The Fab Four and screaming teens: The Beatles Eight Days A Week is a haunting observation on fame and fandom

Far from a stock-standard rock doc, The Beatles Eight Days A Week is a story of maturation and coming of age, pairing The Beatles 1962-1966 touring with a period of remarkable personal as well as musical re-negotiation.

Visually, it charters a descent into chaos, fantasy and myth, revisiting the group’s transformative change from pop sensations to rugged studio pioneers.

eight days a week

The Beatles Eight Days A Week chronicles the ascension of a hard rocking club band into a pop culture phenomenon.

While the film splices input from all of four Beatles living and dead, the overall perspective feels like an outsider looking in. Paul McCartney and Ringo Starr reminisce while larger than life projections of John Lennon and George Harrison serve as poignant observational counterpoints.

Each enjoys an equal share of the limelight while supporting players Brian Epstein and George Martin are also given their due. Even for long-term fans, this input deepens understanding of the band’s dynamic. Archival footage of press meetings shows not only the band at peak flippancy but also some of their most publicly vulnerable moments.

There’s little question that the orthodox image of the group as squeaky clean lads from Liverpool is the idea director Ron Howard puts forward. There’s a degree a mythologising to this, which languishes at times in nostalgia.

Darker aspects like calamitous relationship breakdowns and drug abuse are glossed over to an extent. In full focus is the Beatles’ upsurge to fame and how this tied into the broader social fabric of 1960s.

There’s a strong focus on the US. The small but significant confluence of the band’s attitude towards segregation and the civil rights movement is an interesting aside. For Aussie fans, there’s footage of the Beatles record-breaking public reception in Adelaide and a full-tilt Melbourne performance.

With a group so well chronicled as the Fab Four, Howard does admirably in not overloading on observation and fact. This balancing preserves the film as something accessible to new and casual fans. Concurrently, there are plenty of snippets and insights which will be more resonant for long-term fanatics.

Film is a visual medium and this is where Eight Days excels. Howard’s synthesising of the striking imagery of Beatlemania is probably the documentary’s strongest suite. Graphic visualisations of the violence and brutality of the quartet’s uncontainable crowds is at times lighter-hearted, but at others confronting.

Witnessing the crushing number of fans in motion evokes feelings which must have fed through to Lennon’s own controversial reflections on popularity of a messianic scale. Appreciating the mania surrounding the band on such a large scale really hammers home the gravitas of The Beatles’ fame.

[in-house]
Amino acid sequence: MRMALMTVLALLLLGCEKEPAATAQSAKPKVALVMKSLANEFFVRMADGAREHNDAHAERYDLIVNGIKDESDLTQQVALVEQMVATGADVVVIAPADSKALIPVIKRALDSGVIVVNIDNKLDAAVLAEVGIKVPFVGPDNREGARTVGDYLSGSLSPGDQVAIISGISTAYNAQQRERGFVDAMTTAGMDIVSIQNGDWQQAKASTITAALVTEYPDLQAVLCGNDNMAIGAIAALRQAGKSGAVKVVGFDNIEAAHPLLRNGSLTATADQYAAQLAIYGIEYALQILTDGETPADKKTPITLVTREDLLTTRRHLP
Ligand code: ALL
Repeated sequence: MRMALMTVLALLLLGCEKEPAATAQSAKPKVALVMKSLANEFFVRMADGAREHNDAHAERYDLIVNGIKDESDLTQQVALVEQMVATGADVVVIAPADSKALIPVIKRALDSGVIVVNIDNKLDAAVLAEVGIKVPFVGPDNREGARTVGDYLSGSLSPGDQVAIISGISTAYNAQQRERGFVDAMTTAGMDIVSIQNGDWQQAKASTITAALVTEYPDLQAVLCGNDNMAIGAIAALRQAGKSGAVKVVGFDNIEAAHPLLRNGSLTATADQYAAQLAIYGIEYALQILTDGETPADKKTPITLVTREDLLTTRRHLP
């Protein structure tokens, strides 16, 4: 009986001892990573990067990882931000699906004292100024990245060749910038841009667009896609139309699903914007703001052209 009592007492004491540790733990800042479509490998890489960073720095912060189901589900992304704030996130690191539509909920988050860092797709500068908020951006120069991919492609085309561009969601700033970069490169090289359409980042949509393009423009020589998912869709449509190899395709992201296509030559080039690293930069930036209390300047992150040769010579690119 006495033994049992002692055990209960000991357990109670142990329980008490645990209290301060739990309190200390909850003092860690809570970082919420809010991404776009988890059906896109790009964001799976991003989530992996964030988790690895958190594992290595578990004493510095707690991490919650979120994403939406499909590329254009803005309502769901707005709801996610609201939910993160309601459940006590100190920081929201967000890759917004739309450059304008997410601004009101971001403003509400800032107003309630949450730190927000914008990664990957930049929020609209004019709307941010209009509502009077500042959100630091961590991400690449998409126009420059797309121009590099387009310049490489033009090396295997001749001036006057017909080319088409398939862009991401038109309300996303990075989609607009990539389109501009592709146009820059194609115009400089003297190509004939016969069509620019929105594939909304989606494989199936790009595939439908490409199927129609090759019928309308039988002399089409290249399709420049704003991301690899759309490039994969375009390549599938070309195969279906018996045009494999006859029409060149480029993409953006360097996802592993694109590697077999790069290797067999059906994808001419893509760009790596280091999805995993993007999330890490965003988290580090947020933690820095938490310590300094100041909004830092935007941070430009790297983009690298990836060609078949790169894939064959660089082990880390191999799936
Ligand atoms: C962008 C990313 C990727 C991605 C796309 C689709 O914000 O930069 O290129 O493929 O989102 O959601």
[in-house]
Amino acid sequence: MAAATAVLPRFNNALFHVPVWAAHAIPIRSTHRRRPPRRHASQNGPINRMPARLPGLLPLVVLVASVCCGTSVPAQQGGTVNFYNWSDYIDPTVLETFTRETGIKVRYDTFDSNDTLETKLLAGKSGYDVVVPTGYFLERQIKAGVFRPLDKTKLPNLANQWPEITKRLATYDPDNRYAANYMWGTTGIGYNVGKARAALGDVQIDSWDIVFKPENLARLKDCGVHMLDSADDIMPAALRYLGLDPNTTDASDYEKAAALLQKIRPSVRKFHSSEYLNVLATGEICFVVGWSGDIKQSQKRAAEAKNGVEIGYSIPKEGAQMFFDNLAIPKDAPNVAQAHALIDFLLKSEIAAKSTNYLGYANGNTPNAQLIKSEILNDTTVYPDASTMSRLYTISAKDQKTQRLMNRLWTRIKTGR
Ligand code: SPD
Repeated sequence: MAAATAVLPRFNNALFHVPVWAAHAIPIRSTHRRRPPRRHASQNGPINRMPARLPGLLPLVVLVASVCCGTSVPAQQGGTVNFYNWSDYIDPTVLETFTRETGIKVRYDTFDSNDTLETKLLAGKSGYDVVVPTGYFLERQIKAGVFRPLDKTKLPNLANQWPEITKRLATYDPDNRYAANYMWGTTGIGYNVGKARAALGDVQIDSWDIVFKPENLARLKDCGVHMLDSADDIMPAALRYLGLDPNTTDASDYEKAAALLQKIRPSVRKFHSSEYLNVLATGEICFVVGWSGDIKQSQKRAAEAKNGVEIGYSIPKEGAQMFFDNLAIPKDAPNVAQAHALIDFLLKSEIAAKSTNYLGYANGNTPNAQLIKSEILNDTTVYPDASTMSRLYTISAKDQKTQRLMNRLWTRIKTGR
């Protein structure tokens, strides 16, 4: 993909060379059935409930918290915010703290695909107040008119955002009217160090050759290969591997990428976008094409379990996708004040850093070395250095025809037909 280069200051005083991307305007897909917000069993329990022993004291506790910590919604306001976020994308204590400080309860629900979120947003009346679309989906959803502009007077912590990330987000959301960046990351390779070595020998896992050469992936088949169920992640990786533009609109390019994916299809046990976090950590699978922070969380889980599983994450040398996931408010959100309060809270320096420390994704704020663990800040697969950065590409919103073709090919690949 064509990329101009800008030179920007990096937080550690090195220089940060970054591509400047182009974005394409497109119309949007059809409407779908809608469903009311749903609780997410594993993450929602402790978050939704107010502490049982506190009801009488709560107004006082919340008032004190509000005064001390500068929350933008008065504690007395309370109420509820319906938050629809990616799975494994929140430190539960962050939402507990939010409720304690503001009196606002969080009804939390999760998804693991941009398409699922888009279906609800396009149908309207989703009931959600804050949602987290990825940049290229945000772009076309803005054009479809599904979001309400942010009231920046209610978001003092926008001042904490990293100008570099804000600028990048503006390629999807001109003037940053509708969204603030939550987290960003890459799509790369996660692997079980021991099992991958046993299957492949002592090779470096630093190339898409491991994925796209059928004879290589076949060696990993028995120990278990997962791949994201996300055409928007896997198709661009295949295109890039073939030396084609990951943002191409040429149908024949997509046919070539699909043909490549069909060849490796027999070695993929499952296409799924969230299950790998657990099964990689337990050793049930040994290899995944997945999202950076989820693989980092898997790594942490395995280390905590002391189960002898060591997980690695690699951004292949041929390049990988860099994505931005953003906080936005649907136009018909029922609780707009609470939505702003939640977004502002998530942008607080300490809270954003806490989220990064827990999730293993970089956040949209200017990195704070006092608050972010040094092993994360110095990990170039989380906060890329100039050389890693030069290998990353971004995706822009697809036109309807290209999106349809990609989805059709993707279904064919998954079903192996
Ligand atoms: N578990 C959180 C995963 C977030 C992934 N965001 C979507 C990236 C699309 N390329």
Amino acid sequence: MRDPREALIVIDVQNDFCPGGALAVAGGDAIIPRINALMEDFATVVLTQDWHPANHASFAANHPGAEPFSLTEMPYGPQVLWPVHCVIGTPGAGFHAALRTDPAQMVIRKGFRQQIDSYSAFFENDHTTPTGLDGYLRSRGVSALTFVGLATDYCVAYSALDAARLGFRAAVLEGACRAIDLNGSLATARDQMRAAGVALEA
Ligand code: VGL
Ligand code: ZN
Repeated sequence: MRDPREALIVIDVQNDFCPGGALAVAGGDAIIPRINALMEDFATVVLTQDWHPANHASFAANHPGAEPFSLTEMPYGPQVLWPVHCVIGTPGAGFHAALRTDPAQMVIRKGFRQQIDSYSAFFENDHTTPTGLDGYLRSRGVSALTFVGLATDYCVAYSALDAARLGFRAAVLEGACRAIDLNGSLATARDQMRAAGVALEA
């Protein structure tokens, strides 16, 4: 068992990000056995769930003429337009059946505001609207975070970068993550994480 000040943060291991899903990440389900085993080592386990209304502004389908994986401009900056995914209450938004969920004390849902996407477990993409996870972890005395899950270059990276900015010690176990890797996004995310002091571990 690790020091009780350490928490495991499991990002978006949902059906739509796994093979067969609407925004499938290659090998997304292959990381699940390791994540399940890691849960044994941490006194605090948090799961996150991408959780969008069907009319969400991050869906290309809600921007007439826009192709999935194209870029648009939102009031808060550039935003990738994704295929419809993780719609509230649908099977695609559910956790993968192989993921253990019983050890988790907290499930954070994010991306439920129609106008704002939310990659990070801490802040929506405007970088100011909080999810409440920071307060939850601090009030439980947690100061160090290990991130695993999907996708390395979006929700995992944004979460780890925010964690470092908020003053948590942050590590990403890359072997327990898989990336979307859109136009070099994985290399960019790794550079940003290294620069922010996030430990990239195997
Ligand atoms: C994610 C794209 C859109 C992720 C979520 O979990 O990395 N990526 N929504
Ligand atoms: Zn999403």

Howard conveys the most unsettling aspect of life on tour, a creeping feeling of menace, a lack of control and social suffocation. Accompanying this is the unceasing hiss of white noise, a wall of droning sound generated by collective and ear-shattering shrieks of ecstatic teenage girls. This discomforting noise is a recurrent motif.

Perhaps unsurprisingly, the soundtrack is exceptional too. R&B covers and snippets of studio Beatledelica complement the more conventional back catalogue.

Listening to formative workings of Revolver and Sgt. Pepper’s Lonley Hearts Club Band era material, prior to lathering’s of studio gloss, reminds the listener that beneath all of the production wizardy the Beatles remained a song-driven rock band. Slivers of stripped-back alternative studio takes will have any Beatles audiophile hungering for a wider release.

Howard’s use of pop culture’s celebrities to humanise ‘60s Beatles fandom is a mixed bag. Connecting her own Beatles concert experiences with the actor’s relationship with her mother, Whoopi Goldberg provides some emotive gut-punch moments.

As in his own recent autobiographical work Unfaithful Music, Elvis Costello offers some interesting insight into experiencing the Beatles’ sonic evolution as a teenage fan and unpicks the philosophy of their songcraft.

In contrast, input from the likes of Eddie Izzard and Sigourney Weaver feel a little less relevant. It might leave some viewers questioning the proximity of their opinions to the central narrative.

Eight Days may not touch on the pathos of a Scorsese’s George Harrison: Living in A Material World or delve deeply into the technical detail a wealth of Beatles publications can provide, but it is one of the most visually arresting explorations of the Fab Four out there.

Reflecting and catalysing the views of the world around them, the film reinforces the notion that this was a period where the four Liverpoolians underwent remarkable change. Sonically and more personally, a radical evolution was occurring.

Zeroing in on the convergence of factors which lead to the group’s retiring from the public eye, Ron Howard leaves his own mark upon Beatles canon.